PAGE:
What is a normal good?
A normal good is one that is experiencing an increase in demand due to an increase in consumer income. In other words, if there is an increase in wages, the demand for normal goods increases while, conversely, wage cuts or layoffs lead to a reduction in demand.
Understanding normal goods
A normal good, also called a necessary good, does not refer to the quality of the good but rather to the level of demand for the good in relation to wage increases or decreases.
A normal good has an elastic relationship between income and demand for the good. In other words, changes in demand and income are positively correlated or move in the same direction. Income elasticity of demand measures the magnitude with which the quantity demanded for a good change in response to a change in income. It is used to understand changes in consumption patterns that result from changes in purchasing power.
The income elasticity of demand can be calculated by taking the percentage change in the quantity demanded for the good and dividing it by the percentage change in income. A normal good has an income elasticity of positive demand, but less than one.
If demand for blueberries increases by 11 percent when overall income increases by 33 percent, then blueberries would have an income elasticity of demand of 0.33, or (0.11 / 0.33). Therefore, blueberries would be considered a normal good. Other examples of normal goods include staples, clothing, and appliances.
Economists use the income elasticity of demand to determine whether a good is a necessity or a luxury product. Firms also analyze the income elasticity of demand for their products and services to help predict sales during periods of economic growth leading to higher incomes or during economic downturns resulting in lower incomes.
Key points to remember
- A normal good is one that is experiencing an increase in demand due to an increase in consumer income.
- Normal goods have a positive correlation between income and demand.
- Examples of normal products include staples, clothing, and appliances.
Lower goods and normal goods
Lower goods are the opposite of normal goods. Lesser goods are goods that see their demand fall as consumers’ incomes rise. In other words, as an economy improves and wages increase, consumers prefer a more expensive alternative than inferior products. However, the term “inferior” does not refer to quality, but rather to affordability.
Public transport tends to have an elasticity of demand coefficient income that is less than zero, which means that its demand decreases as income increases, classifying public transport as a lower good. This reveals a generalization of human behavior; most people prefer to drive a car if given a choice. Lower goods include all the goods and services that people buy only because they cannot afford the better quality substitutes for those goods.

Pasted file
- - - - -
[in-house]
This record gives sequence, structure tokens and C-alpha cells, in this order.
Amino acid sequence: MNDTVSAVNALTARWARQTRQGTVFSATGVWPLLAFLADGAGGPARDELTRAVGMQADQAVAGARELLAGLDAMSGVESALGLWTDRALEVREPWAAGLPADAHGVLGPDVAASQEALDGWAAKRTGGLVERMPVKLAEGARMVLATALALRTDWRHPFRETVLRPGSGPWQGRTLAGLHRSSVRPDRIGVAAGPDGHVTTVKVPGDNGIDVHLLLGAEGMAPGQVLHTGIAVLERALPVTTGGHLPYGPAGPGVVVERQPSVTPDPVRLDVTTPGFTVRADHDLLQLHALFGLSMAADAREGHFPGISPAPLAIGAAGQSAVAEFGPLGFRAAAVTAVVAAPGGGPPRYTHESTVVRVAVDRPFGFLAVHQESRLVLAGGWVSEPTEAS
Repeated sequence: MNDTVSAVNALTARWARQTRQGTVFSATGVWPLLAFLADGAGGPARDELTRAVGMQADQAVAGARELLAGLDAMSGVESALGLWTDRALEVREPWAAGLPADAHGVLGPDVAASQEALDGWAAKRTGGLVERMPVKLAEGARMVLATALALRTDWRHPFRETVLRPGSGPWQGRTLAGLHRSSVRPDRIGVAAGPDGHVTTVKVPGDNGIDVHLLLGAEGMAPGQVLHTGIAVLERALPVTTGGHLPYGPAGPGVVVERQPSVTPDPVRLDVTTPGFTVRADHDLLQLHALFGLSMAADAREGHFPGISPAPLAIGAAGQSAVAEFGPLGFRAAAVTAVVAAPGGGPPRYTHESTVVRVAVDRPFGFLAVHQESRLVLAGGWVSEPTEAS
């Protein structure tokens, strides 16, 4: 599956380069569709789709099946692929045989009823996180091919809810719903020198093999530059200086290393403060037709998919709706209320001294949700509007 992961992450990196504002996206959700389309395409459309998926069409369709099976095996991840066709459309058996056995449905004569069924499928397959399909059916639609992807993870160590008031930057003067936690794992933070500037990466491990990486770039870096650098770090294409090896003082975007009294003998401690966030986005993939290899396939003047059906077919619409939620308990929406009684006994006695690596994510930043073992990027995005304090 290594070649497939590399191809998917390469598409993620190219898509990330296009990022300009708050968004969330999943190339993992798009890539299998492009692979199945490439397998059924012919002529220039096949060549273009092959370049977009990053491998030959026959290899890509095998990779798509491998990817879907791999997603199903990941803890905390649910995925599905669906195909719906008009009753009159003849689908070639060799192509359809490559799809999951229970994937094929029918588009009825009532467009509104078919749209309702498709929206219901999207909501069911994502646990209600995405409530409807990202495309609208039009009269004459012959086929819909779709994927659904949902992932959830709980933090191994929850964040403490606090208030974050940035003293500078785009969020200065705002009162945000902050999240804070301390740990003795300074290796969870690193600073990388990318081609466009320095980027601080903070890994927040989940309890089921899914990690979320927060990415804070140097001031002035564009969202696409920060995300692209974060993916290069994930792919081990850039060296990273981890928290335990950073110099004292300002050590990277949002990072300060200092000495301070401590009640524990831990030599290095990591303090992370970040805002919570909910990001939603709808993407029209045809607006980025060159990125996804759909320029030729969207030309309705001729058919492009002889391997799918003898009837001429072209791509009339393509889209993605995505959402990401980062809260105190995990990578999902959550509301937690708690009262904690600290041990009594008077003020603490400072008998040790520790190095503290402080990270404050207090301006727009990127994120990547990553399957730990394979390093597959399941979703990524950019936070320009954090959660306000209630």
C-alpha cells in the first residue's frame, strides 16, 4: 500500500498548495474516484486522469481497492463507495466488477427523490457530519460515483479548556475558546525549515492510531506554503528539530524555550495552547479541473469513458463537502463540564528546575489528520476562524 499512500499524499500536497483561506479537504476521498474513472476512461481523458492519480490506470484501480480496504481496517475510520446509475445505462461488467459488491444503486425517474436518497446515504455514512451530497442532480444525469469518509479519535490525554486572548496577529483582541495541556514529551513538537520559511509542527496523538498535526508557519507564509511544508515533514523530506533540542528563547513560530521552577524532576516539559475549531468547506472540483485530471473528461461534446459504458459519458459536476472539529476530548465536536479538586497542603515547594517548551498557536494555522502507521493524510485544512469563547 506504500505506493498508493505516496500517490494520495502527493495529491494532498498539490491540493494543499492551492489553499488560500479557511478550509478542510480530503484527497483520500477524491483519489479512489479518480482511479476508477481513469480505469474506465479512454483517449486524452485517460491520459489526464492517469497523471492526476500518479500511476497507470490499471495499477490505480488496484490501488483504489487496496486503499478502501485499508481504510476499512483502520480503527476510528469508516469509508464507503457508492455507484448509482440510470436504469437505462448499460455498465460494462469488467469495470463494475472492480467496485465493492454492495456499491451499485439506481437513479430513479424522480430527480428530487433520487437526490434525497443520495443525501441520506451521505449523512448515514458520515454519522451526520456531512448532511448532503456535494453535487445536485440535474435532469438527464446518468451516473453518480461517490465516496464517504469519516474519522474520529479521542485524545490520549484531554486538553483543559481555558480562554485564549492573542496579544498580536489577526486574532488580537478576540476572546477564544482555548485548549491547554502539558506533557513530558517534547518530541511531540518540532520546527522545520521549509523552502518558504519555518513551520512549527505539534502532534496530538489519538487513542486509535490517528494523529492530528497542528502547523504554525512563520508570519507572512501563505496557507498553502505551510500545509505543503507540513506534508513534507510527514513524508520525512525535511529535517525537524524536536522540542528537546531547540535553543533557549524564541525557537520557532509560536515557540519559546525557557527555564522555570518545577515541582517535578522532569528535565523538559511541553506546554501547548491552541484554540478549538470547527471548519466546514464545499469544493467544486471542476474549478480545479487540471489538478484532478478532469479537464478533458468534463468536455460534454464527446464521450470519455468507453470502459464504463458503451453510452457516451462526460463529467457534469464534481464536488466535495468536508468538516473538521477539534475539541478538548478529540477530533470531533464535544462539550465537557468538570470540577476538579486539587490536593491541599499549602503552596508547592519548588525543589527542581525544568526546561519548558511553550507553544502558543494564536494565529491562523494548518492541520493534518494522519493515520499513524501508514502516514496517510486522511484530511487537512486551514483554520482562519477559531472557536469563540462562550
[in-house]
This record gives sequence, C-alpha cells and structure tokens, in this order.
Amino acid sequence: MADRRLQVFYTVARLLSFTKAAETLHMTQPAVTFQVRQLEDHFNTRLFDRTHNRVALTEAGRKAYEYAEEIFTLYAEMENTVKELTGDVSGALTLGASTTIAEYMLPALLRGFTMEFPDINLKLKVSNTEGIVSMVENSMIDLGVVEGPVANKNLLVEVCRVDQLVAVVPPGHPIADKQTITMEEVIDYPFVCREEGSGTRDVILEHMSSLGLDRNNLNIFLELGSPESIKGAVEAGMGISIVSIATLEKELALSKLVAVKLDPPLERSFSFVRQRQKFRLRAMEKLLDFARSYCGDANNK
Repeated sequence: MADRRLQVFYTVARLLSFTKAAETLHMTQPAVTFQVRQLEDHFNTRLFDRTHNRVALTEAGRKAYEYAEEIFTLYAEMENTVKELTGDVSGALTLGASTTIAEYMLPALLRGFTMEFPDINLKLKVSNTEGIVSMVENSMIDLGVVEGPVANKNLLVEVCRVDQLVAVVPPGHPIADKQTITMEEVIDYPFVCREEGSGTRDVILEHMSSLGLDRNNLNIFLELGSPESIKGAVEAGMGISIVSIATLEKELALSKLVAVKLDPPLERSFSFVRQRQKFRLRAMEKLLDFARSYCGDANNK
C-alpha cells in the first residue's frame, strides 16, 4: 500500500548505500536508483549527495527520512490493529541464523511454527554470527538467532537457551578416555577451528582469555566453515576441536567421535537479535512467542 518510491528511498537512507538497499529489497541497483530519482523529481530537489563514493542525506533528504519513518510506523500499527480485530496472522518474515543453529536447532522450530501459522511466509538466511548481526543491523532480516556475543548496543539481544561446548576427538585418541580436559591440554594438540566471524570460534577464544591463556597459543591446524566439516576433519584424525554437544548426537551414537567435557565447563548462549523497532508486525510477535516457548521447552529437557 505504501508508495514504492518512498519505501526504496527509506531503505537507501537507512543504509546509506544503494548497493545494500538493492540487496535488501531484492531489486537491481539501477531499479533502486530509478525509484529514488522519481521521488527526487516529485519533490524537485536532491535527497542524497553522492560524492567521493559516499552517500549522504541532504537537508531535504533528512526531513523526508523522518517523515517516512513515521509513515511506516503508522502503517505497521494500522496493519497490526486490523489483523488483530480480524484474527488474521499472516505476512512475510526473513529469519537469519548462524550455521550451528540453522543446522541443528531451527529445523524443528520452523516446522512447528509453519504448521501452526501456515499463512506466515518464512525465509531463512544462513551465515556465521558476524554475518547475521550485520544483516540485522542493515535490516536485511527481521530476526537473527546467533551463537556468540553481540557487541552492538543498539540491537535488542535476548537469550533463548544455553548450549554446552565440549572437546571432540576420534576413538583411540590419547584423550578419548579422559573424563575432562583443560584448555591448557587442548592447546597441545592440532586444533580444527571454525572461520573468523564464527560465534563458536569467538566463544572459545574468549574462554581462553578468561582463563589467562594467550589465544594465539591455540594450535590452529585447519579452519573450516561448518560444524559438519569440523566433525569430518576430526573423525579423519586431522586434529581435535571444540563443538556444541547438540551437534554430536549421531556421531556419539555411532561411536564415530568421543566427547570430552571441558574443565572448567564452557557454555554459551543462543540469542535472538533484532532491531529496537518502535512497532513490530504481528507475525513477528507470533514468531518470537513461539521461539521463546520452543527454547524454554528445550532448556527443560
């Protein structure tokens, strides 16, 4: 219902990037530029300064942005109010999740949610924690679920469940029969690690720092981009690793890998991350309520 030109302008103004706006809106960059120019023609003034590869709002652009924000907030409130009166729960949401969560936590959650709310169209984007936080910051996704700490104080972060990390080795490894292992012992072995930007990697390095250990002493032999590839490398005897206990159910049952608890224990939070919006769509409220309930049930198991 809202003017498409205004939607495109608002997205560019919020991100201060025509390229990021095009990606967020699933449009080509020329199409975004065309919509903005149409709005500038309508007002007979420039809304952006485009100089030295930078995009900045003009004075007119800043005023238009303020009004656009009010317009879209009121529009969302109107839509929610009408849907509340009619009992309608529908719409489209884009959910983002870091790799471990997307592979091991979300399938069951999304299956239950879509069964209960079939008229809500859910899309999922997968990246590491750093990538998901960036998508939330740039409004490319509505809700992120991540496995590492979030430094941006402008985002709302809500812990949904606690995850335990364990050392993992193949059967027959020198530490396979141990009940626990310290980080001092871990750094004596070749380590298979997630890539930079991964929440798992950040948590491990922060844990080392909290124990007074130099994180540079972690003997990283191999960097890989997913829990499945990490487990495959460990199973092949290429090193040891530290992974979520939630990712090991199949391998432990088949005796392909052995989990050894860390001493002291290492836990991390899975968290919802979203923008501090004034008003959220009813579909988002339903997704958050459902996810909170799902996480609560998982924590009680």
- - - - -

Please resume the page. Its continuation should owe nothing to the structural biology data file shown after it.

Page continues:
Luxury and normal products
Luxury goods, on the other hand, have an income elasticity of demand greater than one. If the demand for sports cars increases by 25% when the overall income increases by 20%, then sports cars are considered as luxury goods because they have an income elasticity of demand of 1.25. Other luxury goods include vacations, consumer durables, fine dining and gym memberships.
People spend a higher proportion of their income on luxury goods as their income increases, while people spend an equal or lesser proportion of their income on normal products and less as their income increases. In general, people with low incomes spend a higher proportion of their income on normal and lower goods than people with higher incomes. However, at the individual level, a particular good can be a normal good for one person but a less good or luxury good for another.
Example of a normal good
Let’s say Jack earns $ 3,000 a month and currently spends 40% of his income on food and clothing, or $ 1,200 a month. Jack gets a raise and now earns $ 3,500 a month for a 16% increase in income. Jack can afford more, so he increases his purchases or demand for food and clothing to $ 1,320 per month for a 10% increase or ($ 1,320 – $ 1,200) / $ 1,200) x 100.
Food and clothing are considered normal goods for Jack because he increased his purchases by 10% when he realized an increase of 16%. However, prove it by calculating the income elasticity of demand, which is done as follows: (percentage change in demand / percentage change in income).
The result is .625 or (.10 change in purchases /.16 change in income). Since food and clothing have an income elasticity of demand less than one, food and clothing would be normal goods.